Nov. 8—It didn't take long for Washington State freshman guard Myles Rice to make his presence felt.
Three years after playing his last basketball game and more than a year after being diagnosed with Hodgkin's lymphoma, the 6-foot-3 guard was introduced as a starter for the Washington State men's basketball team Monday in its season opener against Idaho.
Moments later, Rice drilled a 3-pointer from the top of the key and the crowd at Beasley Coliseum erupted in cheers.
"It was kind of surreal," said Rice, eyes a little watery and a huge smile on his face. "It's been two years coming. Just staying true to who I am, being that energy guy for the team, just being the guy who always has that smile no matter what hardships he goes through."
Rice finished the rivalry game tied for second on the team with 13 points in the 84-59 victory. He had four quick points as the Cougars burst out to a 7-0 lead to start the game and never looked back.
It was a game Rice will never forget.
"I had to kind of calm myself down earlier," Rice said. "I had a lot of emotions but just stayed around my family, stayed around my team. The end goal was to win the game. No matter how I played I was going to win it regardless because being on the court tonight coming back from what I did is a win in itself."
Rice is expected to be a big contributor at the guard spots this season — something he didn't know would ever happen when he was diagnosed with cancer on Sept. 12, 2022.
A Columbia, S.C., native, Rice moved across the country to join the Cougars in 2021 as a top-50 point guard in the nation out of Sandy Creek High School in Tyrone, Ga. He averaged 19.1 points, 6.0 assists and 4.5 rebounds per game as a high school senior en route to an undefeated league record.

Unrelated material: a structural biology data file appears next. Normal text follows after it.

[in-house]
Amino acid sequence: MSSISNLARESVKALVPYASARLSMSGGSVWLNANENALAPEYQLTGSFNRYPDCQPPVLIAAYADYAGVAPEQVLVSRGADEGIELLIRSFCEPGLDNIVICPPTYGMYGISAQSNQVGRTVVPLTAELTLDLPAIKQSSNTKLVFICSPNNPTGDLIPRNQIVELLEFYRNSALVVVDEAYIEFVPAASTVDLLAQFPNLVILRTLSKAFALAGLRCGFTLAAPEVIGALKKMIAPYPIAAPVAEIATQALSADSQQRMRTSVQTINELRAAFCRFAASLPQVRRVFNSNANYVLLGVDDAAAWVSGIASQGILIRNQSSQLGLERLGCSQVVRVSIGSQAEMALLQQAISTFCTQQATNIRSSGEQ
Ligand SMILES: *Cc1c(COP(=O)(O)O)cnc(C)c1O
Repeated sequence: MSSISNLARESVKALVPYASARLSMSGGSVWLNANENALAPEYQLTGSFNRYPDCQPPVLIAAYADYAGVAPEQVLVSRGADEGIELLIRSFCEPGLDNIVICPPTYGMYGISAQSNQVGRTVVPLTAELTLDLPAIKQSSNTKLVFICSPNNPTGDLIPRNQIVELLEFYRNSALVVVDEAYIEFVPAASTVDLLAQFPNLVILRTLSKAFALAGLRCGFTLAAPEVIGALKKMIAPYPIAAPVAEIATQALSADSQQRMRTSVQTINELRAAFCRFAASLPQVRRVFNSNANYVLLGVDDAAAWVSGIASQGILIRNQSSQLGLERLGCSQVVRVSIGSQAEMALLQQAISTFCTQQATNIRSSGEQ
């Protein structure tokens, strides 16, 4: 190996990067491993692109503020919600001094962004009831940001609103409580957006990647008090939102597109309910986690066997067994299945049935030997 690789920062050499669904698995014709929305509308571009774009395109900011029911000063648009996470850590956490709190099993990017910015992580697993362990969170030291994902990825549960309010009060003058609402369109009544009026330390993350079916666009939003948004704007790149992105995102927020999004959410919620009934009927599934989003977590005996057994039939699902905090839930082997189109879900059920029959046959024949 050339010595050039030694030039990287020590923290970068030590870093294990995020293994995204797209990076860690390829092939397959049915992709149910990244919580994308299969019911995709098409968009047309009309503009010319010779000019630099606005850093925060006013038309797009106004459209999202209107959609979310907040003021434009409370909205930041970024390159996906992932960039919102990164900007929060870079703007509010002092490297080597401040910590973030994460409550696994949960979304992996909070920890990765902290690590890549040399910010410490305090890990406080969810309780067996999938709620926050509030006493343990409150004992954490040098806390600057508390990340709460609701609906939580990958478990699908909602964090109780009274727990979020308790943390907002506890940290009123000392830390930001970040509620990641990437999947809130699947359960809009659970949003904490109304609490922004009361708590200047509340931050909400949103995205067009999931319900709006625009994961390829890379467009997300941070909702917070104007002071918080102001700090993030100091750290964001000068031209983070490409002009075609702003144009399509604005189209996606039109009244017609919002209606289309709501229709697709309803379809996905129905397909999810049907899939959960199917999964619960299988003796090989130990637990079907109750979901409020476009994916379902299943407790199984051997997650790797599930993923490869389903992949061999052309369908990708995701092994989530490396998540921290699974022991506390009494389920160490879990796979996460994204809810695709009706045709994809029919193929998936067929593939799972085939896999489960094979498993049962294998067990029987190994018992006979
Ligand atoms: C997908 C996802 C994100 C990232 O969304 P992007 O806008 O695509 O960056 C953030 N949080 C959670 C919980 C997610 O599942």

Rice took a redshirt year on a deep Cougar squad during the 2021-22 season. He was preparing to debut the next season, but after he went home to Georgia over the summer, a family member noticed a lump on his neck. A test revealed it was Hodgkin's lymphoma, a type of cancer that affects the lymphatic system, which is part of the body's immune system.
His season was immediately put on hold as he underwent chemotherapy while still going to class at Washington State.
Rice's mom, Tamara Rice — who was in attendance Monday — moved to Pullman to live with him while he did his treatment.
"I don't think (Rice's teammates) will quite understand until they get later in life what an amazing thing he is doing," WSU coach Kyle Smith told the Seattle times in January. "It's obviously not nearly the same as a sprained ankle or an ACL because it is life threatening. But he hasn't let that deter him in any way."
After six months undergoing treatment, Rice was declared cancer free on March 9. Surrounded by loved ones and Cougar supporters and with that big smile on his face, he rang a bell to signal he had beaten the disease.
Right away, Rice went back to the gym to get back into basketball shape in hopes of contributing during the 2023-24 season.
At first he was rusty and out of shape, but eventually, Smith told him the "kid gloves are off" and it was time to coach him hard, like all the other players.
Rice responded well and ended up being the team's leading scorer in two preseason scrimmages.
"He's had just such an awesome, inspiring attitude for everybody and he doesn't feel sorry for himself," Smith said. "He really was unbelievable (in) how he handled it last year. He is who he is; it's great just to coach him."
On Monday, Rice painted his fingernails in honor of those close to him who have battled cancer as well as his personal acronym that helped him get through the last year.
On his left hand, he had the letters "AYN1" for "All You Need is One," his personal saying. His other hand had four different colored ribbons, one for an aunt who had breast cancer, one for his mom's boss who was recently diagnosed with pancreatic cancer, one for another aunt who had ovarian cancer and one for his own Hodgkin's lymphoma.
On the court, Rice hardly looked like a player who hadn't played in three years in the win against the Vandals. His 13 points came on 5-of-9 shooting from the field, 3-of-4 from the free-throw line and he added three assists and four rebounds.
Most notable was his speed with the ball and his confidence in his first ever game.
"I knew since the day I started treatment God had a plan for me," Rice said. "For some odd reason I always envisioned myself first game back, I just knew I was going to produce in a positive way. ... It's a blessing."
Wiebe may be contacted at (208) 848-2260, firstname.lastname@example.org or on Twitter @StephanSports.